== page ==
The next day was Saturday, which is our Sabbath, so we spent it resting and strolling around Parque Sabana. In the afternoon we went for a walk to Mercado Central, which is the central marketplace in downtown San Jose. It has hundreds of little shops, lining the brick pedestrian walks. This place is not for the faint hearted or directionally challenged, since it is a virtual maze of indoor venders and shops selling everything from herbal remedies straight from the rainforest to bootlegged first run movies. There are many dark little rabbit trails that will take you who knows where, and curious little restaurants that are so small that only three or four people at a time can be served. The curious part was that the floor of the restaurant was furnished with rickety little tables and a very tiny service area, then above our heads in what had to be very hot and dark conditions was the kitchen. The food was delivered via a make shift dumbwaiter that literally dropped the food from the ceiling!
  The walk from the hotel to the Mercado and back was about 7 kilometers, I had worn flip flops, not realizing how far it was, so by the time we got back to the hotel I had blisters. It was quite an experience and except for a blister or two we made it back to the hotel without incident.
  The next day was a taxi ride to the airport and the flight back to the states. I was leaving my husband in Costa Rica to spend another week visiting and hiking, while I return to the states to care for our homestead. It has been a wonderful and peaceful trip, I'm just sad it is over...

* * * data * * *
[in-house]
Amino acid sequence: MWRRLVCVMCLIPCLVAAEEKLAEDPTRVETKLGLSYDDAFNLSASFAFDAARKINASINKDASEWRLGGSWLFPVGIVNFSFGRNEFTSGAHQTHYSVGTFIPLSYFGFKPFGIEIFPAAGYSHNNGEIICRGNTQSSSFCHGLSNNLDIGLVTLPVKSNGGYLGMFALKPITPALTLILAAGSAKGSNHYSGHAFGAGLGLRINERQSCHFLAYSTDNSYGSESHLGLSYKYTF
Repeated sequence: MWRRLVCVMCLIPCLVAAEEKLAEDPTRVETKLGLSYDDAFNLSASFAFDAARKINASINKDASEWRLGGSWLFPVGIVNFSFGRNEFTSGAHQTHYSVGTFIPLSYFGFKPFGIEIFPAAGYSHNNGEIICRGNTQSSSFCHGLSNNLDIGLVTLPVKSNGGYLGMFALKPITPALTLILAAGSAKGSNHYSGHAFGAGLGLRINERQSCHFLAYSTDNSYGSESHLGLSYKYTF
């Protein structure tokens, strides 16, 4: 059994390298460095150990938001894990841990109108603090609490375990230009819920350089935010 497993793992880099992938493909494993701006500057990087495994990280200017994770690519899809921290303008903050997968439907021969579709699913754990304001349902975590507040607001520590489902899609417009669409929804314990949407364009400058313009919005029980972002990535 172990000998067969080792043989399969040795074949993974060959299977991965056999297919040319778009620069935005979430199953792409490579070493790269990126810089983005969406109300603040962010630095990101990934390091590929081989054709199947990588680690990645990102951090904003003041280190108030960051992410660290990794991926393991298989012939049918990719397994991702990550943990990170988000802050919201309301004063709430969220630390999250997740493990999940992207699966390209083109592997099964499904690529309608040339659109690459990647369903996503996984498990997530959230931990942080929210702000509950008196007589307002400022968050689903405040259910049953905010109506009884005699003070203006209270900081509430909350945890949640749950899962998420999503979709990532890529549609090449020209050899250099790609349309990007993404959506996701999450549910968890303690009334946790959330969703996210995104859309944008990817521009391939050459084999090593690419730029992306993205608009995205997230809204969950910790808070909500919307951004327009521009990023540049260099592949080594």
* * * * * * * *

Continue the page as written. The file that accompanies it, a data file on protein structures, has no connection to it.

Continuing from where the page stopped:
Now that I'm home and feeling some better, I have caught up on some of my mail backlog and have been planning my next mail art mail out while I try to tame the weeds in the garden and harvest the remaining spring garden produce. Until next time I'll see you in the mail!

Lobster Claw flowers

A banana flower being pollenated
by bees.
A red passion flower. I had never seen red ones before!

A local "soda" and internet cafe

A mural on the front wall of a tienda
(a Tico style stop and shop)

The Tilaran post office


  1. What an interesting read! Sounds like an absolutely lovely spot and the photos are great. Would love to visit Costa Rica sometime after reading this....welcome home.

  2. Thanks Pamela!Costa Rica is well worth a visit.If you do decied someday to make a trip, I would suggest you make a bee-line to the Guanacaste Region in the mountains.The temps remain between 65-80 degrees, there is a lovely breeze, the rain forest, lush vegetation, vibrant flowers and birds, anfd several volcanoes. It is the best of the best!